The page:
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Introducing Bane Kerac: Serbian Artist

Bane Kerac is a name many Phantom phans may not know but is a giant throughout many European countries including his homeland of Serbia. Bane only has one full Team Fantomen Phantom story to his credit along with a trading card in the recent Phanfare 2019 gallery card series.

However as you will read, in a sliding doors moment, he could easily have been a house hold name for us Phantom phans.


Chronicle Chamber: Can you tell us about yourself? I believe you originally studied to become a dentist but dropped out to become an artist?

Bane Kerac: Born 67 years ago in Novi Sad, north part of Serbia. I have been a friend with comics since I wore nappies, I grew up on Prince Valiant, Flash Gordon, Phantom, Kit Carson, Larrigan, Kansas Kid, Dan Dare, Daredevil and Blueberry.

After a professional job in comics (Lt. Tara, 1975), yes, I left the dentist faculty with no regrets. I have worked on my own created characters such as Tara, Kobra, Cat Claw, Billy The Speed and licensed comics as Tarzan, Blek and Zagor.

I also drew adventures for Americans comics industry including DC for Ghost and Black Pearl and the French comics industry Lignes de front, which featured adventures about Desert Soldiers and perhaps interesting for the Australians an adventure about the Kokoda campaign.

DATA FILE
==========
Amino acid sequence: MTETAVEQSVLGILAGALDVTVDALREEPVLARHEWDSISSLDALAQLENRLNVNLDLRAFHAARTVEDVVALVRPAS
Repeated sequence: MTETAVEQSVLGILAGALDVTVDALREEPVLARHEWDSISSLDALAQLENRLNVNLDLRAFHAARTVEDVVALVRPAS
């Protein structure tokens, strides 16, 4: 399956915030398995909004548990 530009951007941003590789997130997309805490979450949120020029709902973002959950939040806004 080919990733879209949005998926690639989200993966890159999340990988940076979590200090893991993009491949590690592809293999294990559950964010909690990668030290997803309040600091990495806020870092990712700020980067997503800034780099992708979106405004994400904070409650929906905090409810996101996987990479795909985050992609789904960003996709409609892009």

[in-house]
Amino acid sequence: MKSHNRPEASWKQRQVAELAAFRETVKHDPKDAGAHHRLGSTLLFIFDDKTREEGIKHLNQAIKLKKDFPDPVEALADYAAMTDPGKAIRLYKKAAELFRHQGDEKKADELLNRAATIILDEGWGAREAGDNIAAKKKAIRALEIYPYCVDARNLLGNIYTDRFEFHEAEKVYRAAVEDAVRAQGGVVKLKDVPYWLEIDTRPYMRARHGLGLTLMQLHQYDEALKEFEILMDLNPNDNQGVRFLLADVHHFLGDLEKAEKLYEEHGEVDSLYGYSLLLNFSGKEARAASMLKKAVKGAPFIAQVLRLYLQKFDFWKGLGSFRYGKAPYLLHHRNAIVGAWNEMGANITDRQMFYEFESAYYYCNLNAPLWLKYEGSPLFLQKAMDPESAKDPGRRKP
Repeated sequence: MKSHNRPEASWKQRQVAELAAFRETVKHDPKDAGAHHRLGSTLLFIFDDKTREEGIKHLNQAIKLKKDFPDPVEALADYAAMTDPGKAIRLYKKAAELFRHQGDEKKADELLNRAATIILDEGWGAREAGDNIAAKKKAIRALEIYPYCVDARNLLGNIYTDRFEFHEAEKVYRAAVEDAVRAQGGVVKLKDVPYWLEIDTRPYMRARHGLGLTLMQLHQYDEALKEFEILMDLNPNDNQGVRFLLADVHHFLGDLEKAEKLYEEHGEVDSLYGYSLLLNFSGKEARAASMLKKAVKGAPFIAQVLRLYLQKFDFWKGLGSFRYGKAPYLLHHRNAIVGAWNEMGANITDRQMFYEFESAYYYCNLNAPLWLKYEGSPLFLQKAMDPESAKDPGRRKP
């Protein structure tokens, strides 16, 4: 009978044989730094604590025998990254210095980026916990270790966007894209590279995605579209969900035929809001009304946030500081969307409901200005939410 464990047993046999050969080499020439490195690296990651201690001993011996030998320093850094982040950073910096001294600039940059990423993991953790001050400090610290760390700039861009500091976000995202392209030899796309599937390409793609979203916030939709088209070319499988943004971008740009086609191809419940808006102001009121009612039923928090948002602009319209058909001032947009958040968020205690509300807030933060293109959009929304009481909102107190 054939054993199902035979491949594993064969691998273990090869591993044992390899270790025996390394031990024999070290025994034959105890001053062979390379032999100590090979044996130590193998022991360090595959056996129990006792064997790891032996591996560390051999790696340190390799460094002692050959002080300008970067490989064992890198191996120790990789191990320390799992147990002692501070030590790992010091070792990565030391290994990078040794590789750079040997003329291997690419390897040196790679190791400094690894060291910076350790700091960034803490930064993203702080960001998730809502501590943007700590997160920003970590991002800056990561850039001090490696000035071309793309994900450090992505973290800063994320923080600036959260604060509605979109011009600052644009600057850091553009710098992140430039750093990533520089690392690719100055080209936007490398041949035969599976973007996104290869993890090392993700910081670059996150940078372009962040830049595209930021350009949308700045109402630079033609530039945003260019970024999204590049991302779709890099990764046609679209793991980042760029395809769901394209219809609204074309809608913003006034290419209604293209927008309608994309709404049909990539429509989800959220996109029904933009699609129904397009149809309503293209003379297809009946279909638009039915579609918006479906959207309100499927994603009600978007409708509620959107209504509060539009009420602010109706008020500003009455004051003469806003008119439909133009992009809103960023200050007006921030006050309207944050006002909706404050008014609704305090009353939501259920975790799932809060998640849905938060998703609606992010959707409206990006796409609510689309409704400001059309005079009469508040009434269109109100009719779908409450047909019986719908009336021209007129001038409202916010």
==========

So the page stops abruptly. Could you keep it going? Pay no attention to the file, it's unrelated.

Today, I am part of the Zagor editorial staff for Sergio Bonelli Editore in Milan.

CC: Was drawing and writing comics always a passion of yours?

BK: Always. My mom gave me paper and pencil when she wanted me to be quiet.

Yugoslavia at that time had a very strong comics scene and we read worldwide comics parallel with their origin countries. I always remember drawing these characters as I read their adventures since I was young.

CC: The Phantom was very popular among other characters in former Yugoslavia and surrounding countries. Did you ever read the comic?

BK: Naturally. The Phantom was published in Yugoslavia before WWII, just a few months after debuting in USA. Tradition continued in Magazines and comics after the war. I was much in love with Ray Moore, very unsatisfied with Wilson McCoy and impressed with Dan & Sy Barry.

One of the adventures I remember fondly was the Hanta the Witch story (Editors Note: 91st Daily Newspaper story published in newspapers in 1965).

CC: What did you like about the Phantom and his adventures?

BK: Simple narration, lot of action, mystery, his 1911 Colts and Diana Palmer in swim suite.

I was amazed with Barry's clean and clear lines, the perfect balance between black and white and economic usage of the dot raster. My favourite scene even today has to the the scene when the Phantom shoots in the air on Hero jumping the downed tree.